Our first estimate of global temperature for the remainder of the Cenozoic assumes that ΔTs=ΔTdo prior to 5.33 Myr BP, i.e. prior to the Plio-Pleistocene, which yields a peak Ts of approximately 28°C at 50 Myr BP (figure 4). This is at the low end of the range of current multi-proxy measures of sea surface temperature for the Early Eocene Climatic Optimum (EECO) [7981]. Climate models are marginally able to reproduce this level of Eocene warmth, but the models require extraordinarily high CO2 levels, for example 2240–4480 ppm [82] and 2500–6500 ppm [83], and the quasi-agreement between data and models requires an assumption that some of the proxy temperatures are biased towards summer values. Moreover, taking the proxy sea surface temperature data for the peak Eocene period (55–48 Myr BP) at face value yields a global temperature of 33–34°C (fig. 3 of Bijl et al. [84]), which would require an even larger CO2 amount with the same climate models. Thus, below we also consider the implications for climate sensitivity of an assumption that ΔTs=1.5×ΔTdo prior to 5.33 Myr BP, which yields Ts approximately 33°C at 50 Myr BP (see electronic supplementary material, figure S3).

Figure 4.

(ac) Surface temperature estimate for the past 65.5 Myr, including an expanded time scale for (b) the Pliocene and Pleistocene and (c) the past 800 000 years. The red curve has a 500 kyr resolution. Data for this and other figures are available in the electronic supplementary material.

5. Climate sensitivity

Climate sensitivity (S) is the equilibrium global surface temperature change (ΔTeq) in response to a specified unit forcing after the planet has come back to energy balance, Embedded Image5.1i.e. climate sensitivity is the eventual (equilibrium) global temperature change per unit forcing. Climate sensitivity depends upon climate feedbacks, the many physical processes that come into play as climate changes in response to a forcing. Positive (amplifying) feedbacks increase the climate response, whereas negative (diminishing) feedbacks reduce the response.

We usually discuss climate sensitivity in terms of a global mean temperature response to a 4 W m−2 CO2 forcing. One merit of this standard forcing is that its magnitude is similar to an anticipated near-term human-made climate forcing, thus avoiding the need to continually scale the unit sensitivity to achieve an applicable magnitude. A second merit is that the efficacy of forcings varies from one forcing mechanism to another [66]; so it is useful to use the forcing mechanism of greatest interest. Finally, the 4 W m−2 CO2 forcing avoids the uncertainty in the exact magnitude of a doubled CO2 forcing [1,48] estimate of 3.7 W m−2 for doubled CO2, whereas Hansen et al. [66] obtain 4.1 W m−2, as well as problems associated with the fact that a doubled CO2 forcing varies as the CO2 amount changes (the assumption that each CO2 doubling has the same forcing is meant to approximate the effect of CO2 absorption line saturation, but actually the forcing per doubling increases as CO2 increases [66,85]).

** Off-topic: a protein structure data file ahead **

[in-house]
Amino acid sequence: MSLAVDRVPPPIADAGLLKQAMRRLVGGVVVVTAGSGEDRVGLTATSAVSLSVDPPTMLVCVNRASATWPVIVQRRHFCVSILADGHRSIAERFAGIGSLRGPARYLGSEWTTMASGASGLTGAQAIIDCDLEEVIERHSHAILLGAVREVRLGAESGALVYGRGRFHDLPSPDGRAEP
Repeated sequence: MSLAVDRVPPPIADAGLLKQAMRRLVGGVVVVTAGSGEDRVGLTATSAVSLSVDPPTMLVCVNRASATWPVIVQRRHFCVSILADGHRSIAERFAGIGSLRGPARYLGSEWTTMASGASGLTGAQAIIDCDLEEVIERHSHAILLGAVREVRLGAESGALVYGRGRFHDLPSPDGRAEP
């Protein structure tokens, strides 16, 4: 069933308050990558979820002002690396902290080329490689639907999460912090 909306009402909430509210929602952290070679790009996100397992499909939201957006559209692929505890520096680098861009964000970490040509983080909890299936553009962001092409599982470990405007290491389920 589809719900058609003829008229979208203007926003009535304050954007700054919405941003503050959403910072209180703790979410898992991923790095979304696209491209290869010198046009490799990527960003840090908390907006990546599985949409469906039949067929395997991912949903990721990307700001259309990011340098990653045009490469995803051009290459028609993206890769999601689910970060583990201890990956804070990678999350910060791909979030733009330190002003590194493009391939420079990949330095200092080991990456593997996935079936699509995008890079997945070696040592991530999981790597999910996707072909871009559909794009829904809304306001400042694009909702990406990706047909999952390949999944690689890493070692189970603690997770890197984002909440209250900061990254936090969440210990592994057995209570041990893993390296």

Climate feedbacks are the core of the climate problem. Climate feedbacks can be confusing, because in climate analyses what is sometimes a climate forcing is at other times a climate feedback. A CO2 decrease from, say, approximately 1000 ppm in the Early Cenozoic to 170–300 ppm in the Pleistocene, caused by shifting plate tectonics, is a climate forcing, a perturbation of the Earth's energy balance that alters the temperature. Glacial–interglacial oscillations of the CO2 amount and ice sheet size are both slow climate feedbacks, because glacial–interglacial climate oscillations largely are instigated by insolation changes as the Earth's orbit and tilt of its spin axis change, with the climate change then amplified by a nearly coincident change of the CO2 amount and the surface albedo. However, for the sake of analysis, we can also choose and compare periods that are in quasi-equilibrium, periods during which there was little change of the ice sheet size or the GHG amount. For example, we can compare conditions averaged over several millennia in the LGM with mean Holocene conditions. The Earth's average energy imbalance within each of these periods had to be a small fraction of 1 W m−2. Such a planetary energy imbalance is very small compared with the boundary condition ‘forcings’, such as changed GHG amount and changed surface albedo that maintain the glacial-to-interglacial climate change.